The exhibition makes use of the collaboration of the Meru - Medolago Ruggeri Foundation for Biomedical Research, which was already the promoter, between 2013 and 2017, with Associazione BergamoScienza and GAMeC, of the prestigious Meru Art*Science Award, aimed at promoting art projects related to the development of scientific research. The new research program - Meru Art*Science Research Program - funds the creation of a site-specific project for GAMeC’s Spazio Zero, as was the case for the Black Hole and Nothing is Lost exhibitions. For Leap into the Void, MSHR (Brenna Murphy and Birch Cooper) present a new installation from the Nested Landscapes series (2017-ongoing), which explores and enhances different levels of immersivity and fruition that occur, intentionally or unintentionally, whenever virtual reality is presented in a public space. Indeed, in his installations, MSHR creates complex systems rooted in cybernetics and information theory, which intersect different feedback processes between environment and viewer, and which activate the latter as the protagonist of an experiment that extends perceived reality while soliciting, through virtual reality, the reactivation of forms of creative thinking and mind wandering connected to what neuroscience calls DMN (Default Mode Network), normally compromised by distraction induced by digital devices and information flows.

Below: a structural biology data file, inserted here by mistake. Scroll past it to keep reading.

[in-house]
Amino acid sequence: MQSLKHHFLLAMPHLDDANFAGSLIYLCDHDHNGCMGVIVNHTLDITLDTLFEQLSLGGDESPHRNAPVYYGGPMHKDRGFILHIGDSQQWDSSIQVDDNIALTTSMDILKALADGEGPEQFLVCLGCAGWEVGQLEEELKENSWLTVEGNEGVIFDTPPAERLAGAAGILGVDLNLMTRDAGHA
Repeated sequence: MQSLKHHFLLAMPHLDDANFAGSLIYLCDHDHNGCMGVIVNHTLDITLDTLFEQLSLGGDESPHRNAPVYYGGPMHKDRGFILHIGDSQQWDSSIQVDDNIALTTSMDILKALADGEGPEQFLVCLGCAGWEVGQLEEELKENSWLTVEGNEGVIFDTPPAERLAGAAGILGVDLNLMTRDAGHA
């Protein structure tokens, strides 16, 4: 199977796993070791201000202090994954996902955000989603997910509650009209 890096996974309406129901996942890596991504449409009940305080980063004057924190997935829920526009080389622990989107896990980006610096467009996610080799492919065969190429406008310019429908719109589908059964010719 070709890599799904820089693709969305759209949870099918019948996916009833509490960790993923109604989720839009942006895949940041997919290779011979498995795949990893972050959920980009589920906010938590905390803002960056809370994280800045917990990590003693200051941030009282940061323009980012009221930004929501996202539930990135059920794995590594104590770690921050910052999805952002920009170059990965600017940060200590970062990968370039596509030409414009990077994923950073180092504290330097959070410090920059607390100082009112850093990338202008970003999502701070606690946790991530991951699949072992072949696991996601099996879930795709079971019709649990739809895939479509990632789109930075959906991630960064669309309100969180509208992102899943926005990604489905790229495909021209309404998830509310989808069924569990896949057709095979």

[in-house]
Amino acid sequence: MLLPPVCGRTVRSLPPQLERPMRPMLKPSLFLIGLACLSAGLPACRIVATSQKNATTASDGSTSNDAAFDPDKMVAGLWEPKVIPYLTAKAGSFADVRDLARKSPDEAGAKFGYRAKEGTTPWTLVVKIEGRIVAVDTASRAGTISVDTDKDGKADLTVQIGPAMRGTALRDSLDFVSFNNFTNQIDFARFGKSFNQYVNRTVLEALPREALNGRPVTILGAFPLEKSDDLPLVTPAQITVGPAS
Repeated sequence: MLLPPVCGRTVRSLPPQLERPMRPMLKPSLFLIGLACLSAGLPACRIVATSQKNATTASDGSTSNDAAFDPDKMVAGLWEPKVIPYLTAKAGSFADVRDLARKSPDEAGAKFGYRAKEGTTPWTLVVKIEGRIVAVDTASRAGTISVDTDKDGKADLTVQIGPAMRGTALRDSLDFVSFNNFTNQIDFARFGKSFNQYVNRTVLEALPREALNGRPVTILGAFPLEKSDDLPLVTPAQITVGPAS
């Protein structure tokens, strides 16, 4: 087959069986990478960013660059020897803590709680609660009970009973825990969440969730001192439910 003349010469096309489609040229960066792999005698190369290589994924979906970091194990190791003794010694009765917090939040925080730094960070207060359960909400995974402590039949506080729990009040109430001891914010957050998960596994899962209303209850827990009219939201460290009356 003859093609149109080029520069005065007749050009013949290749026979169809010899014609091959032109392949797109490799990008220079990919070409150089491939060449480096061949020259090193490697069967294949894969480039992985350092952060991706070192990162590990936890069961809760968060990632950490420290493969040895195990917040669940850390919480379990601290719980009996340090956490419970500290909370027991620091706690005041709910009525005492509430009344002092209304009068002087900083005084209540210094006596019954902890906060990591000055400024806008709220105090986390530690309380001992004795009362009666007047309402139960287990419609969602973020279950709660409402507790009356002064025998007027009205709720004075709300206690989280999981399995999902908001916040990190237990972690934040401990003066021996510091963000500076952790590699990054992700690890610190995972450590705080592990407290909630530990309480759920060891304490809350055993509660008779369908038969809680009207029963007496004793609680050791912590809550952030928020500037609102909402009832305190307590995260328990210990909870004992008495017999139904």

Along the lines of the publications that have accompanied the previous Trilogy exhibitions, the catalog of Salto nel vuoto - published by Officina Libraria and GAMeC Books with graphic design by Studio Temp - will consist of texts by curators Lorenzo Giusti and Domenico Quaranta and in-depth essays on the works in the exhibition by Italian and international art historians. The introduction of each section of the catalog is entrusted to a scholarly text, previously unpublished in Italian, considered of particular importance for the development of the exhibition project: Karen Barad for the section devoted to the Void, Luciano Floridi for the section devoted to Flow and Myron W. Krueger for the section devoted to Simulation. Closing the volume is the republication of an essay by Italo Calvino, derived from a 1967 lecture entitled Cybernetics and Ghosts, in which the writer describes literature as a combinatorial process, dwelling on the impact of information theory on literature, on creation and our worldview, on the end of the author, on the human-machine relationship, and on what was not yet called artificial intelligence at the time.